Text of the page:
First things first, it should go without saying that in Britain, we are all incredibly lucky to have the NHS. In fact, the national healthcare system is often seen as one of Britain’s crowning achievements. However, you might find yourself having to decide between going private or having your treatment done through the NHS. Truth be told, if it is a possibility for you, then going private actually does have a number of benefits.
Let’s take a look.

SHORTER WAITING LISTS
Truth be told, the NHS is overwhelmed. This often leads to long waiting lists for patients; some people have been on a waiting list for years when trying to access treatment. Private healthcare, on the other hand, is not subject to these waiting lists. Choosing to go private can mean that you are booked in for your procedure within a matter of days. This means that if you go private, you will have had the procedure and recovered long before you have moved up the NHS waiting list.

INDIVIDUALISED CARE
Unfortunately, the way the NHS works often means that you have to see multiple different doctors and nurses, all while parroting the same symptoms until you are better. This is simply because GPs working on the NHS often have enormous caseloads. Doctors in the private sector have fewer patients, which is what allows them to dedicate more time to patients on an individual level, allowing them to personalise the care that they provide.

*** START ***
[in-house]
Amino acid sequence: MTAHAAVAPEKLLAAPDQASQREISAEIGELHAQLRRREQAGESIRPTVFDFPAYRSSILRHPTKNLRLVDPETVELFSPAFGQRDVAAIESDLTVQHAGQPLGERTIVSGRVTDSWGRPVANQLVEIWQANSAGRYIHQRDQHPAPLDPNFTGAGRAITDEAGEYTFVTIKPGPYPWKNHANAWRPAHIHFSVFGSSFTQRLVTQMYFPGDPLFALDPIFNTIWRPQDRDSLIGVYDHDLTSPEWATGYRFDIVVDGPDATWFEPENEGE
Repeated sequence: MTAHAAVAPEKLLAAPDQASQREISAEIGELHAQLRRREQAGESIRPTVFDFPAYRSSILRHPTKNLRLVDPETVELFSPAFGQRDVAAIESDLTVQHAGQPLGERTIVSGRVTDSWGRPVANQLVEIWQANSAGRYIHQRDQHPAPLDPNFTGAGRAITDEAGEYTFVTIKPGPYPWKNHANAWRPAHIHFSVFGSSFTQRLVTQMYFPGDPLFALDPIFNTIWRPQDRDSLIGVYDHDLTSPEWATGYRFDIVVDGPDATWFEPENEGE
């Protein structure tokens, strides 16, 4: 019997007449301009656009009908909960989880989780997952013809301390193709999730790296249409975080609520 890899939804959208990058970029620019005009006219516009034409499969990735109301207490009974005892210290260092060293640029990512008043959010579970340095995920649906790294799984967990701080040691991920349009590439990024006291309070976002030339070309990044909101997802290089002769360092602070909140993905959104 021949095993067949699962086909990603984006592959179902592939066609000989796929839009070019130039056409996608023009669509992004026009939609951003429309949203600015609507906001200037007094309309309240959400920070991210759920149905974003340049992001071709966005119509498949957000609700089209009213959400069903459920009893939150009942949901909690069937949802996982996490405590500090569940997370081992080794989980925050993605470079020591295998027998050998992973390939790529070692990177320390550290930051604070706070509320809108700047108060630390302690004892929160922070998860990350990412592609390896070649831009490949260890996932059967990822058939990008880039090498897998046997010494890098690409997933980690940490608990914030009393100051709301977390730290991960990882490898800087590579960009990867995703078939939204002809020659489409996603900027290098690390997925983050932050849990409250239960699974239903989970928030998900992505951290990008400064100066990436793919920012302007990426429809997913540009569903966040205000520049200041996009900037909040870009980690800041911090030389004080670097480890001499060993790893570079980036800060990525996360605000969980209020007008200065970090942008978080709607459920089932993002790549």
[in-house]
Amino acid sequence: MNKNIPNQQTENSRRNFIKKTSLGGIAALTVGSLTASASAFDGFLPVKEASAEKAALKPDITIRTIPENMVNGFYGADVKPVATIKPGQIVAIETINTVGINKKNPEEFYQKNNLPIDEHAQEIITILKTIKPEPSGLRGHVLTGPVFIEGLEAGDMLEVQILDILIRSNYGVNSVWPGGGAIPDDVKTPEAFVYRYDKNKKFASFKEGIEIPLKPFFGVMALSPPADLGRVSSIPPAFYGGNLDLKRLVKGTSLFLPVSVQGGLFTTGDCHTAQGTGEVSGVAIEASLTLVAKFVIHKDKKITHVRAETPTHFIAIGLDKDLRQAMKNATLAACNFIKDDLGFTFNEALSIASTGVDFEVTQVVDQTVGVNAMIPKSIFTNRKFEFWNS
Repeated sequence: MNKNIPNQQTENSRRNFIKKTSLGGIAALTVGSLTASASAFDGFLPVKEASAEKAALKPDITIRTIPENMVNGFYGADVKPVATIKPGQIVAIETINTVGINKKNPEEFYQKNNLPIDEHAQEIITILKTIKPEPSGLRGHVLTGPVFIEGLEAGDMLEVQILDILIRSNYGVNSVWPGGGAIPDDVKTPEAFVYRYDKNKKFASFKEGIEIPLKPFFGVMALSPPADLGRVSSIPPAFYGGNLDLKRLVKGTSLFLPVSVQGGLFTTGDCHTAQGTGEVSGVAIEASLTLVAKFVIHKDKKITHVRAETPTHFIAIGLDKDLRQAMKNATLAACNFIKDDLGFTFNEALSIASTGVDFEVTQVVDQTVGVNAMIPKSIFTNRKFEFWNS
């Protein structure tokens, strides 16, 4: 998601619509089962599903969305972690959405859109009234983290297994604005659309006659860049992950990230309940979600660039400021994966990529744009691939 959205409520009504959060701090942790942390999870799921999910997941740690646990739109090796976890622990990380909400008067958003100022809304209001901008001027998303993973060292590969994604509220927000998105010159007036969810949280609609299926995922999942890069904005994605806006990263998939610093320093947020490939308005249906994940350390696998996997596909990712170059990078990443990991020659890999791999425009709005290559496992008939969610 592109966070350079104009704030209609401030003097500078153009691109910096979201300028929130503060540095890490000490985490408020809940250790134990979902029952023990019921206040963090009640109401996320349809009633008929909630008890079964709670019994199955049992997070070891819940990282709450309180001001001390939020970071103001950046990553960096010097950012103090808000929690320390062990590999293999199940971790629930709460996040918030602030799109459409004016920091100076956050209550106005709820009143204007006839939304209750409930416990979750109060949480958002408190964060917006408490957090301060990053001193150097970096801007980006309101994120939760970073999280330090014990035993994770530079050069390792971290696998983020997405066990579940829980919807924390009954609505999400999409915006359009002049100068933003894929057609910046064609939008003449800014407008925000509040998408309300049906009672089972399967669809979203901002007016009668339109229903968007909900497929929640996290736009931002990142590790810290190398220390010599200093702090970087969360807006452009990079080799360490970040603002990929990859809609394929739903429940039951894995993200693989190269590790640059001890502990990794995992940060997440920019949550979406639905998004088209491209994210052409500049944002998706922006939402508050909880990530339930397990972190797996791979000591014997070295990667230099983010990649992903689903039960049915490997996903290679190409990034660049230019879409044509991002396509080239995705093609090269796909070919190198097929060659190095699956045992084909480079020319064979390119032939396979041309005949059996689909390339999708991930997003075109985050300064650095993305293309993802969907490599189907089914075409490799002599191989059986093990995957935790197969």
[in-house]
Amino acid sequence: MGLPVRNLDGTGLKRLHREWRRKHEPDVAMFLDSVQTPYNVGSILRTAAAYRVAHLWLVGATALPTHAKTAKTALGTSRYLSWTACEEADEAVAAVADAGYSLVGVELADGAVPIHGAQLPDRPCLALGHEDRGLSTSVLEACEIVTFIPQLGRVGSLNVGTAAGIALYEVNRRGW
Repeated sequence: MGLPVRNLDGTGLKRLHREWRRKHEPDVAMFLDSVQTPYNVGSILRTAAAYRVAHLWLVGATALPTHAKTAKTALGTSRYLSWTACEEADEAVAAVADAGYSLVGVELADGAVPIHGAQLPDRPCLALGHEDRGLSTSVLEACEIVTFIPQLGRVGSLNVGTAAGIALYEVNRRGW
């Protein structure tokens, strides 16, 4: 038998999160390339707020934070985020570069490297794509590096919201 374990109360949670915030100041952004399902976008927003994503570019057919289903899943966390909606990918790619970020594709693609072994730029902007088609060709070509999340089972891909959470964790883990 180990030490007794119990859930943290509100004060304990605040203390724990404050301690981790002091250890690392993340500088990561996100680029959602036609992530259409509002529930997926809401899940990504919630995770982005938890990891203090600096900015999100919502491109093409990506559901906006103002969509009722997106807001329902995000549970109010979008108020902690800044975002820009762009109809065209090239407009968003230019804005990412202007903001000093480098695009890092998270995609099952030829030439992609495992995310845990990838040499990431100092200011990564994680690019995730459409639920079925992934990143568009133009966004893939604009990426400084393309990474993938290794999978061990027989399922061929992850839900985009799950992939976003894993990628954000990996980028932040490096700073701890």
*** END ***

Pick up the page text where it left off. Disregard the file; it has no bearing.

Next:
INCREASED FUNDING
NHS facilities are often criminally underfunded, which can mean that they are lacking in certain equipment. Private healthcare facilities, on the other hand, have more money to reinvest back into the facilities themselves. They often have better equipment, and they can create more of a homely atmosphere which can be advantageous for those that don’t feel comfortable in clinical settings; for example, Phoenix Hospital Group has several locations boasting state-of-the-art equipment in each and every one.

RELIEVE THE NHS
If you choose to go private, then you are saving precious resources in the NHS for other people that need them. If you have health insurance, or if you can afford to go private, then you are helping to support the NHS. You are ensuring that you aren’t taking up space on the waiting list that could otherwise be used for someone else who maybe can’t afford to go private or who doesn’t have private health insurance.

IN CONCLUSION
There are several benefits to going private, both for the patient and even for the NHS too. It is quicker, the standard of care is often better because it is more personalised, and it helps to safeguard the NHS. However, often, the biggest deciding factor is the cost, and truthfully, it is difficult to predict how much going private will cost you because it does depend on several things like the healthcare provider, location and whether you have insurance. In the end, it comes down to your individual circumstances and personal preference too.

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